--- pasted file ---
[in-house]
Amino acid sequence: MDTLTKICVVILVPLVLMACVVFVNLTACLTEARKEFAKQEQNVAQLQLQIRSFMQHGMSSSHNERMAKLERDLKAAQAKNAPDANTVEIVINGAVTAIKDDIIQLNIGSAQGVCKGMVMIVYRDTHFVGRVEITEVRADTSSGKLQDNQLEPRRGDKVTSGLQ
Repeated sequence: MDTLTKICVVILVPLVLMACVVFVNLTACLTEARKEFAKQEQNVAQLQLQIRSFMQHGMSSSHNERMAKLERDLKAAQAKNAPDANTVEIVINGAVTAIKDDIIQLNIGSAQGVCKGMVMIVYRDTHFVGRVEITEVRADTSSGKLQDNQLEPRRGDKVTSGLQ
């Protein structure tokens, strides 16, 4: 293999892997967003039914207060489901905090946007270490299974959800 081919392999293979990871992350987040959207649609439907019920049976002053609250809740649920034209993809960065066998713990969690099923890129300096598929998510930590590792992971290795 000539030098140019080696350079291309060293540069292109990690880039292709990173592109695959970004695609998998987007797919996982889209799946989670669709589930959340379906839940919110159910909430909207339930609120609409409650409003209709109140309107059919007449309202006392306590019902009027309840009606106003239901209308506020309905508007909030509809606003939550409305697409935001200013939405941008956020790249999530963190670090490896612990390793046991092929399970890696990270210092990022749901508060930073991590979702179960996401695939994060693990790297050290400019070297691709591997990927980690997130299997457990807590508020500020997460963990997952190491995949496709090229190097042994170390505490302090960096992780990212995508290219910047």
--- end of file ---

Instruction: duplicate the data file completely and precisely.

[in-house]
Amino acid sequence: MDTLTKICVVILVPLVLMACVVFVNLTACLTEARKEFAKQEQNVAQLQLQIRSFMQHGMSSSHNERMAKLERDLKAAQAKNAPDANTVEIVINGAVTAIKDDIIQLNIGSAQGVCKGMVMIVYRDTHFVGRVEITEVRADTSSGKLQDNQLEPRRGDKVTSGLQ
Repeated sequence: MDTLTKICVVILVPLVLMACVVFVNLTACLTEARKEFAKQEQNVAQLQLQIRSFMQHGMSSSHNERMAKLERDLKAAQAKNAPDANTVEIVINGAVTAIKDDIIQLNIGSAQGVCKGMVMIVYRDTHFVGRVEITEVRADTSSGKLQDNQLEPRRGDKVTSGLQ
């Protein structure tokens, strides 16, 4: 293999892997967003039914207060489901905090946007270490299974959800 081919392999293979990871992350987040959207649609439907019920049976002053609250809740649920034209993809960065066998713990969690099923890129300096598929998510930590590792992971290795 000539030098140019080696350079291309060293540069292109990690880039292709990173592109695959970004695609998998987007797919996982889209799946989670669709589930959340379906839940919110159910909430909207339930609120609409409650409003209709109140309107059919007449309202006392306590019902009027309840009606106003239901209308506020309905508007909030509809606003939550409305697409935001200013939405941008956020790249999530963190670090490896612990390793046991092929399970890696990270210092990022749901508060930073991590979702179960996401695939994060693990790297050290400019070297691709591997990927980690997130299997457990807590508020500020997460963990997952190491995949496709090229190097042994170390505490302090960096992780990212995508290219910047």